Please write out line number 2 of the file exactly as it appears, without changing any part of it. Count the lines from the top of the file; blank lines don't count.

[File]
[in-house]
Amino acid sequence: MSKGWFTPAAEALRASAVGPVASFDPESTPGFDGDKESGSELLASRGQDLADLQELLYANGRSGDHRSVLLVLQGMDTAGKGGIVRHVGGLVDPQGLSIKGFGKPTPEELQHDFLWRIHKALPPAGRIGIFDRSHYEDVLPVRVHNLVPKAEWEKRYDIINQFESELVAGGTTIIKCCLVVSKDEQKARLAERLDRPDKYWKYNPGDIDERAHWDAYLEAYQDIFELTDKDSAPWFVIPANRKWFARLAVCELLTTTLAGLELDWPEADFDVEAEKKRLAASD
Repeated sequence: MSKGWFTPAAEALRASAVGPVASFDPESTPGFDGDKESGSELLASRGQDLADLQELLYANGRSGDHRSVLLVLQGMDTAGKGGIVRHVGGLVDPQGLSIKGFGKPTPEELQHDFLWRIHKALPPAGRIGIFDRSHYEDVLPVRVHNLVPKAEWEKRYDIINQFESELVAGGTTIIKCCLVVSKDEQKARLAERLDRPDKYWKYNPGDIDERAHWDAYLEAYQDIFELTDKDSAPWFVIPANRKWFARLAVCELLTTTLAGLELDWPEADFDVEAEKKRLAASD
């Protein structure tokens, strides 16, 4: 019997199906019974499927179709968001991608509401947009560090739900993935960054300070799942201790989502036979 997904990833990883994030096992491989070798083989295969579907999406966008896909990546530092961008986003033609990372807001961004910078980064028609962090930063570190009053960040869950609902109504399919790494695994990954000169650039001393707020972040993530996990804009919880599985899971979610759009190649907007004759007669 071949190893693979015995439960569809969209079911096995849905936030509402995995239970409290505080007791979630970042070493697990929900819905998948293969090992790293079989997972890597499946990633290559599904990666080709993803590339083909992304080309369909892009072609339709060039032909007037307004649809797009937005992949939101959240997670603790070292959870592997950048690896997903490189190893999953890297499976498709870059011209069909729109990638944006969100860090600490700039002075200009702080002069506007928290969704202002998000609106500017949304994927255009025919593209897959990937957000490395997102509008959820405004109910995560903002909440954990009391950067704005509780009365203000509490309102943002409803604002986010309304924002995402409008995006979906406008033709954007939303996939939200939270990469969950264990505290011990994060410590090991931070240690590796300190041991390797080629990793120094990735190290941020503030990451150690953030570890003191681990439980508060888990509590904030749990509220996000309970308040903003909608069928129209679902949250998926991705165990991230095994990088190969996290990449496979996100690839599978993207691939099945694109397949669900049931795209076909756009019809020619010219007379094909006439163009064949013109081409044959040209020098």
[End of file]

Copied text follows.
Amino acid sequence: MSKGWFTPAAEALRASAVGPVASFDPESTPGFDGDKESGSELLASRGQDLADLQELLYANGRSGDHRSVLLVLQGMDTAGKGGIVRHVGGLVDPQGLSIKGFGKPTPEELQHDFLWRIHKALPPAGRIGIFDRSHYEDVLPVRVHNLVPKAEWEKRYDIINQFESELVAGGTTIIKCCLVVSKDEQKARLAERLDRPDKYWKYNPGDIDERAHWDAYLEAYQDIFELTDKDSAPWFVIPANRKWFARLAVCELLTTTLAGLELDWPEADFDVEAEKKRLAASD